Unfortunately the solution of sweeping the streets clean of hawkers and, recently, the relocation of hawkers to a designated market area does not come as a lasting solution. It only ends up in the customer (who is supposed to be king) losing the convenient service, and the hawker losing a livelihood. Creating a common marketplace does not work either because the essence of 'get-it-on-the-way' is essentially downplayed. Building a permanent home for a nomad does him no good no matter how great the house. The life of the man on the move is complete when he gets to go from place to place to look for greener pastures.

The only way to aid a street entrepreneur is to help him carry on his business under a set of rules and regulations. After all we cannot deny two facts: the rule of law must be upheld and that many families survive on this trade. The first step towards healing is acceptance. To stop this hawking nag we must understand the trade, and then get a way around the phenomenon in order that it is done in a better manner. Making street markets legal will not only benefit the sellers and the buyer, but will also go a long way to enhance revenue collection hence benefit the council.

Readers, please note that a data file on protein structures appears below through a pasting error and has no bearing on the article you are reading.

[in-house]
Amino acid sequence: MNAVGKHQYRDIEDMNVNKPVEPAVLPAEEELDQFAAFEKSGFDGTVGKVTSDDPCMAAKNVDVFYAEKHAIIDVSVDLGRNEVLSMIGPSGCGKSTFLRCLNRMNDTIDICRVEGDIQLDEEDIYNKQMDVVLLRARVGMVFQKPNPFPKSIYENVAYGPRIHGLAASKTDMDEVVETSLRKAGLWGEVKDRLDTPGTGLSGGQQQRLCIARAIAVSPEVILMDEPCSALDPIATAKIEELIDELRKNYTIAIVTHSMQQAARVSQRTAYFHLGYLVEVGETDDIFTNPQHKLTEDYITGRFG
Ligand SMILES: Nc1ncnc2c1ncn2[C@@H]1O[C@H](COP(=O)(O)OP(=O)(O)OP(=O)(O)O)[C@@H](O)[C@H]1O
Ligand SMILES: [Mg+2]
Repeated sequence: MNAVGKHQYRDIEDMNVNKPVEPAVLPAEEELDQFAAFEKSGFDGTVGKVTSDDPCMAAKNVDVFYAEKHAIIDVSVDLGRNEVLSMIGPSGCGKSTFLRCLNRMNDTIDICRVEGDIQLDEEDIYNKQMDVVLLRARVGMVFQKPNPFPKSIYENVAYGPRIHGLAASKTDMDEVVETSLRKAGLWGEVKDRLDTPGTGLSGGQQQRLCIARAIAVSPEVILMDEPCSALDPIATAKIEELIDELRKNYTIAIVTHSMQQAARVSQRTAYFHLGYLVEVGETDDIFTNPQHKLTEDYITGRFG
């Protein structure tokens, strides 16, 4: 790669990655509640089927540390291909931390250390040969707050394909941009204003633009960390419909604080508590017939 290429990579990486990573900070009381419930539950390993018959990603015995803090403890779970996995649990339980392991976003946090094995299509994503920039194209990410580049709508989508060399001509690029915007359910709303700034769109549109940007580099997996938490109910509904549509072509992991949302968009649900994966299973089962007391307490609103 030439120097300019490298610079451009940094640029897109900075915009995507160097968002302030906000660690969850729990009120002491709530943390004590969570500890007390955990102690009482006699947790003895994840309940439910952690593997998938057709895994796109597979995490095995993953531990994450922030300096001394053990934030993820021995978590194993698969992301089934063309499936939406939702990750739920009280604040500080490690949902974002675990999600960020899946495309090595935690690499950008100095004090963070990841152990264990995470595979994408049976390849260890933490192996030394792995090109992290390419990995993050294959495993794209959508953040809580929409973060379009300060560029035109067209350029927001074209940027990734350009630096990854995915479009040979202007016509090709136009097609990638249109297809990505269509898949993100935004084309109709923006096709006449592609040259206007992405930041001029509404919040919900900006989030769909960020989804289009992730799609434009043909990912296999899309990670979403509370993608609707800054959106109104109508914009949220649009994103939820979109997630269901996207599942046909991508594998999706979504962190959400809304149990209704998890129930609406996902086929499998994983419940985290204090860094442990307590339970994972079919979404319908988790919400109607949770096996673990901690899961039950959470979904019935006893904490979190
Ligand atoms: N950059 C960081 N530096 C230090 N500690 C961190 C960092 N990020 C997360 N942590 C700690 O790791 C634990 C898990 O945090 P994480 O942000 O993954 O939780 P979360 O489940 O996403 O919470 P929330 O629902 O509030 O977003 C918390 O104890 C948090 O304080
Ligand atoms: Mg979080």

An architectural design could provide the necessary schematic solution for the persistent spate. A city like Nairobi is desperately begging for practical measures, of a kind. Having the uniqueness of a third world country characterized with lots of informalities, our city needs to accept some of these informal activities by designing our planning around them as opposed to through them. One humble answer to the hawking question would be the utilization of important pedestrian routes, lanes, alleys, tunnels, footbridges, etc to serve as hawking zones. Well defined areas should be laid out to allow street businessmen and women to carry on with their enterprises. Footbridges over, and tunnels under busy highways could not only get pedestrians safely to the other side of the roads, but also provide small-time market venues.
First Post! 04/15/2010